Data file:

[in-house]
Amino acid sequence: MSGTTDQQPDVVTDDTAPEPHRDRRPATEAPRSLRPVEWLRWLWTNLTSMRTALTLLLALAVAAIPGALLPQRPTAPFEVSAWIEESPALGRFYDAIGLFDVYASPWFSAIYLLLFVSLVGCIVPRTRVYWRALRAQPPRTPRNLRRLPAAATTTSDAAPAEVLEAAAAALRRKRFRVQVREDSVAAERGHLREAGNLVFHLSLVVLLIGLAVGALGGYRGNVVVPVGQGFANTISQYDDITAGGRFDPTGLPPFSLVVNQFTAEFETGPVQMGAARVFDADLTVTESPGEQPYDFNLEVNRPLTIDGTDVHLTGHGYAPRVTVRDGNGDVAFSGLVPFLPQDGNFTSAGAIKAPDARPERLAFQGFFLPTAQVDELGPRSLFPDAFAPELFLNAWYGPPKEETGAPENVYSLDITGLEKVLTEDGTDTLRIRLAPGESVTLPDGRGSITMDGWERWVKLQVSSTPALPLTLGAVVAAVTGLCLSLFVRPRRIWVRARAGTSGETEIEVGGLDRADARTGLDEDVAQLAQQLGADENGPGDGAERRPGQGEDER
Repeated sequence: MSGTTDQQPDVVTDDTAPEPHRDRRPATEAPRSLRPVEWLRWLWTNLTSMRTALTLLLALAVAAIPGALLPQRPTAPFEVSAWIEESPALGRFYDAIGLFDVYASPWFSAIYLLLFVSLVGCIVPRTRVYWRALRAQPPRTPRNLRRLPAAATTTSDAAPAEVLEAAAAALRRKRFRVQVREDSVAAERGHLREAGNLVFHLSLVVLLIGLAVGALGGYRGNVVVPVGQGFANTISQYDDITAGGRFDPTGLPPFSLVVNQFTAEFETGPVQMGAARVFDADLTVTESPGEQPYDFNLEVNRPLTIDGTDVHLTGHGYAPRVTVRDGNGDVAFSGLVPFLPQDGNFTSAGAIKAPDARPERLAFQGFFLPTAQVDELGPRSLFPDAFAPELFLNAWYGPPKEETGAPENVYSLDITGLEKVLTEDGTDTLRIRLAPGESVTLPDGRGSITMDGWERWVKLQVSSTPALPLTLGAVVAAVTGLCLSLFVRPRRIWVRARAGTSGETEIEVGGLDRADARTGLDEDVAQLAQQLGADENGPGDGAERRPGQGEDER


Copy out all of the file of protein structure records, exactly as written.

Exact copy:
[in-house]
Amino acid sequence: MSGTTDQQPDVVTDDTAPEPHRDRRPATEAPRSLRPVEWLRWLWTNLTSMRTALTLLLALAVAAIPGALLPQRPTAPFEVSAWIEESPALGRFYDAIGLFDVYASPWFSAIYLLLFVSLVGCIVPRTRVYWRALRAQPPRTPRNLRRLPAAATTTSDAAPAEVLEAAAAALRRKRFRVQVREDSVAAERGHLREAGNLVFHLSLVVLLIGLAVGALGGYRGNVVVPVGQGFANTISQYDDITAGGRFDPTGLPPFSLVVNQFTAEFETGPVQMGAARVFDADLTVTESPGEQPYDFNLEVNRPLTIDGTDVHLTGHGYAPRVTVRDGNGDVAFSGLVPFLPQDGNFTSAGAIKAPDARPERLAFQGFFLPTAQVDELGPRSLFPDAFAPELFLNAWYGPPKEETGAPENVYSLDITGLEKVLTEDGTDTLRIRLAPGESVTLPDGRGSITMDGWERWVKLQVSSTPALPLTLGAVVAAVTGLCLSLFVRPRRIWVRARAGTSGETEIEVGGLDRADARTGLDEDVAQLAQQLGADENGPGDGAERRPGQGEDER
Repeated sequence: MSGTTDQQPDVVTDDTAPEPHRDRRPATEAPRSLRPVEWLRWLWTNLTSMRTALTLLLALAVAAIPGALLPQRPTAPFEVSAWIEESPALGRFYDAIGLFDVYASPWFSAIYLLLFVSLVGCIVPRTRVYWRALRAQPPRTPRNLRRLPAAATTTSDAAPAEVLEAAAAALRRKRFRVQVREDSVAAERGHLREAGNLVFHLSLVVLLIGLAVGALGGYRGNVVVPVGQGFANTISQYDDITAGGRFDPTGLPPFSLVVNQFTAEFETGPVQMGAARVFDADLTVTESPGEQPYDFNLEVNRPLTIDGTDVHLTGHGYAPRVTVRDGNGDVAFSGLVPFLPQDGNFTSAGAIKAPDARPERLAFQGFFLPTAQVDELGPRSLFPDAFAPELFLNAWYGPPKEETGAPENVYSLDITGLEKVLTEDGTDTLRIRLAPGESVTLPDGRGSITMDGWERWVKLQVSSTPALPLTLGAVVAAVTGLCLSLFVRPRRIWVRARAGTSGETEIEVGGLDRADARTGLDEDVAQLAQQLGADENGPGDGAERRPGQGEDER